John Broomhall talks with Naughty Dog’s audio lead Phil Kovats about the newest Uncharted game and the difference in creating audio from The Last of Us to now
Uncharted: The Lost Legacy continues Naughty Dog’s tradition of cinematic storytelling through gameplay consisting of combat, puzzle-solving and large set-piece adventures. Originally a DLC project, it somewhat unexpectedly took on a full life, resulting in some time pressures, but also a super-keen focus. Phil Kovats: “We decided our fundamental approach was no new significant audio systems/features, just necessary evolutions - building on existing successes so we could achieve the right level of polish.
“We deployed a dozen or so staff and contractors plus an outsourcer, Formosa Interactive, identifying recording requirements and specific game tech needs early, scheduling them with just enough time to iterate. With time tight, good communication and collaboration between departments and production staff were vital.”
The team’s desire to differentiate Legacy’s sound from Uncharted 4 prompted some quality field recording time, capturing material crucial in defining the game’s voice. Kovats: “Legacy is FILLED with rocks and moving water so we zoomed into recording these more mundane sounds, seeking greater variety and nuance. There are over 500 unique waterfall sound IDs alone.
"In the temple Shiva area, there’s more RAM for waterfalls than the whole shipping budget of The Last of Us! Meanwhile, the Western Ghats area involves numerous rocks of all sizes. Making them sound unique and size-relative was a huge task. We also recorded a real UAZ 4x4 for exploration areas. By the way the train sounds in the final level are a nod back to those in Uncharted 2: Among Thieves!”
Kovats’ team used storytelling audio throughout to deeply immerse players in the experience. For instance, the elephant scene when entering Shiva – a mysterious set-up and sense of possible danger – ambience and treated elephant sounds creating unease. Later when you encounter the trapped female elephant, sounds are adjusted to induce feelings of distress and fear FOR the animal. The ride is serene, trust is gained, so when the female reunites with her herd and young, the elephantine soundscape becomes joyous and euphoric. Kovats: “We wanted the player emotionally connected.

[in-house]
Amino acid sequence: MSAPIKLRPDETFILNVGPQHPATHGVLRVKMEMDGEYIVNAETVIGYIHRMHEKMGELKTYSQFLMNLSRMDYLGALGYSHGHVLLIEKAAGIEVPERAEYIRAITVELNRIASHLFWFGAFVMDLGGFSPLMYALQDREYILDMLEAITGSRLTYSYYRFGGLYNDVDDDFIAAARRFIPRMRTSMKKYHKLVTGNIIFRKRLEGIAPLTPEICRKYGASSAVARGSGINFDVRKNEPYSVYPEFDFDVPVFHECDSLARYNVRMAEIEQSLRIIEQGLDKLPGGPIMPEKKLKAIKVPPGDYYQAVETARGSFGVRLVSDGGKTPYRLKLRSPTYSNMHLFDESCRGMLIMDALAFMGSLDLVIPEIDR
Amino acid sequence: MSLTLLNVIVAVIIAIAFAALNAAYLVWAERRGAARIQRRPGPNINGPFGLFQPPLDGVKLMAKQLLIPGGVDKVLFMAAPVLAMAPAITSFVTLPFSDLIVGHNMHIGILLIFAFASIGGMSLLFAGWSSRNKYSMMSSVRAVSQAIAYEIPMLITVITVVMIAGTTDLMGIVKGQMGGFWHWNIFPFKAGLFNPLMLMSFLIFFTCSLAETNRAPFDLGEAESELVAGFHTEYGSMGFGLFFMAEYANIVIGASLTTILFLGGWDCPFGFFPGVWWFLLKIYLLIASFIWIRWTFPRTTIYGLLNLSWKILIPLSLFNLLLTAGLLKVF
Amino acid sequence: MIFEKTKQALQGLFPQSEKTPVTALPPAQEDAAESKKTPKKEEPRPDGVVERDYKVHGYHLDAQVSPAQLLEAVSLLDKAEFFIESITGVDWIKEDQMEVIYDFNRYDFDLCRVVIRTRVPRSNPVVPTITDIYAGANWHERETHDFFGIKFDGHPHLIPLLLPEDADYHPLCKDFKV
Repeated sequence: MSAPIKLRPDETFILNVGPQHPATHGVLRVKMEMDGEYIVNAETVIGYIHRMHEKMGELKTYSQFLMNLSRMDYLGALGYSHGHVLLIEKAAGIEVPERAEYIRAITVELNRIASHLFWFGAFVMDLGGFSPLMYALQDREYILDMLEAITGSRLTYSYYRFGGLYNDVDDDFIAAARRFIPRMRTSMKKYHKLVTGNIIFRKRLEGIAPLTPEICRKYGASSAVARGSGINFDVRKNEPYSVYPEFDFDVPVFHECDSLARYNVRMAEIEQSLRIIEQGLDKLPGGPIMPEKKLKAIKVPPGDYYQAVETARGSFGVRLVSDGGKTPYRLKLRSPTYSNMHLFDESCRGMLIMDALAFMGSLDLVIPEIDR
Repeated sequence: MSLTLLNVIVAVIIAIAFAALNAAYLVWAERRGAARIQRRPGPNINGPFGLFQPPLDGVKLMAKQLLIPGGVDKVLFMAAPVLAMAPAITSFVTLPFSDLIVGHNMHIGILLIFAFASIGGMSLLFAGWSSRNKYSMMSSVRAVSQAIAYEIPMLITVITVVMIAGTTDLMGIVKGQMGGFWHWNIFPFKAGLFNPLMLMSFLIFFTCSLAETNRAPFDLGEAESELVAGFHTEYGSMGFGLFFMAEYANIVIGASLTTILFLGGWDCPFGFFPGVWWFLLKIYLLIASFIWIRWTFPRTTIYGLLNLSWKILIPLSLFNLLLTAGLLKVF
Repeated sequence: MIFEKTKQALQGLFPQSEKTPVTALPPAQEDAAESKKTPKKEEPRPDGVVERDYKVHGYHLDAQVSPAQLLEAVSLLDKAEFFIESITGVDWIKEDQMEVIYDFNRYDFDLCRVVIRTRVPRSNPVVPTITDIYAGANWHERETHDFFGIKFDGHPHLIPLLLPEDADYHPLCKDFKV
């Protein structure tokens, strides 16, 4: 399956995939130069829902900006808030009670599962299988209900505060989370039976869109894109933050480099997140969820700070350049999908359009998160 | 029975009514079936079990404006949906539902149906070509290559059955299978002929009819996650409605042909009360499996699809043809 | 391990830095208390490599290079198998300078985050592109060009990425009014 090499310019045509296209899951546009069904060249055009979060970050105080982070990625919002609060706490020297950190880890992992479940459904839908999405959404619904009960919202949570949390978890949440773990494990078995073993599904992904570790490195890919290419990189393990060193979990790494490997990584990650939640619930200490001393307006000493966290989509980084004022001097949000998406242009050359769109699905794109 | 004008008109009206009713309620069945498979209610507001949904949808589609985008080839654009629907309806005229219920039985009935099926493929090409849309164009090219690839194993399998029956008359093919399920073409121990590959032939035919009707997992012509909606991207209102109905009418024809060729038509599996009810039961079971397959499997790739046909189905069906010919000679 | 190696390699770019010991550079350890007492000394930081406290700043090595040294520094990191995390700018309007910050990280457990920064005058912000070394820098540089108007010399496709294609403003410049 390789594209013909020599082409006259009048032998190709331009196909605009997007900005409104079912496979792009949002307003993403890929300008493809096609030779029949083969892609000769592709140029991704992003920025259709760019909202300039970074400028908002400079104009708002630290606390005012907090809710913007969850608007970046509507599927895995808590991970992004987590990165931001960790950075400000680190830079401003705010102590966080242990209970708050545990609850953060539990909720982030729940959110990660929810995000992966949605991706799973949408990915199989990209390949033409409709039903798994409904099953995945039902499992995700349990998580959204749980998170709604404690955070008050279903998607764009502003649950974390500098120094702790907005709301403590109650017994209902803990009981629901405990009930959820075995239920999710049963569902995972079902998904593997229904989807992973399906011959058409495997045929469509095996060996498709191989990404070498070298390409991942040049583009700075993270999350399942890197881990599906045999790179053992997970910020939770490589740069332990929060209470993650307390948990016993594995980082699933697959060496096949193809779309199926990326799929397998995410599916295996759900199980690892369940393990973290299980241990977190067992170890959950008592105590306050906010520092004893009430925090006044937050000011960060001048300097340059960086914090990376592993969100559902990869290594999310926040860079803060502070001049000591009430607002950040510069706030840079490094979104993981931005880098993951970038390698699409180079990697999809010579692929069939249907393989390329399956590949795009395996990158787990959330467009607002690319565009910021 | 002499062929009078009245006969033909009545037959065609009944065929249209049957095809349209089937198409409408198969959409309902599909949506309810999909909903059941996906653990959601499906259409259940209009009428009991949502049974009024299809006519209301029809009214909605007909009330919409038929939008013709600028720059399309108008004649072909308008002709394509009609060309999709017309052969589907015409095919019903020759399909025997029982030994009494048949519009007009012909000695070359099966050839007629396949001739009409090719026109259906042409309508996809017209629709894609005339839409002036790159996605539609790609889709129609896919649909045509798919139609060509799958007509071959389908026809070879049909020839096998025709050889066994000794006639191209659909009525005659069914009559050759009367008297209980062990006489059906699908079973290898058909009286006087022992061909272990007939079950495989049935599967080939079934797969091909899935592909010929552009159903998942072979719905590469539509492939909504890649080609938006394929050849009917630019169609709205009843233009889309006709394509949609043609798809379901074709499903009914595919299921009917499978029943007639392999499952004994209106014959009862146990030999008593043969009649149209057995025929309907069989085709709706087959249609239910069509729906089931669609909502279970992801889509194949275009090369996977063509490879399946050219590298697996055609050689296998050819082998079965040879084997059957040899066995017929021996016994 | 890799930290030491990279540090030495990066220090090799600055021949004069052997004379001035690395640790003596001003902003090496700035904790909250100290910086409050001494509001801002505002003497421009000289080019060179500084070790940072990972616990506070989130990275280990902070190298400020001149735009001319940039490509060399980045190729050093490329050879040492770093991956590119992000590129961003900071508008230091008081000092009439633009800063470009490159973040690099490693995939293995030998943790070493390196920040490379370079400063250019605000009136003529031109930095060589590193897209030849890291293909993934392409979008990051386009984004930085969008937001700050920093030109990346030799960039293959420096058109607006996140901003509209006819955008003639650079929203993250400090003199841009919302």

“And we discovered Indian elephants have a wide vocal range! A happy recording accident was an elephant grabbing a lav mic with it’s trunk, neatly removing it from the tether and crunching it to death (laughs). When you give the elephant fruit during the ride, that’s the sound you hear!”
As you traverse India in Legacy, the world, a ‘character’ itself, breathes. “There’s a lot of real-time DSP. Each sound asset (voice) has 4 local eq filters and distortion settings. Reverbs are multichannel convolutions - up to 18 concurrently realtime, really aiding blending of natural environments. Plus we have real-time IRs for our gun tails and in-line real-time compression and limiting on the mix buss to respond to players’ chosen output formats and dynamic range settings.”
The mix approach is ‘do it as you add a sound’ meaning, at the final stages, the mix has iteratively become approximately 85% complete throughout development: “At that point we’re adding detailed snapshots, fine tuning bias mixes, hitting details in the environments and reverb mixes The overall mix is basically there.
“Doing large projects in a short timescale is tough but if the team stays focused and collaborates well, you can accomplish a highly detailed level of work. I’m proud of how our great sound team co-operated to create a unique voice, showcasing individuals’ talents while working together towards a clear vision. We’re fortunate to get to tell these stories with the latitude we’re given – it’s an honor.”
John Broomhall is a game audio specialist creating and directing music, sound and dialogue. To find out more, visit: www.johnbroomhall.co.uk.
Photo Credit - Photos by Iki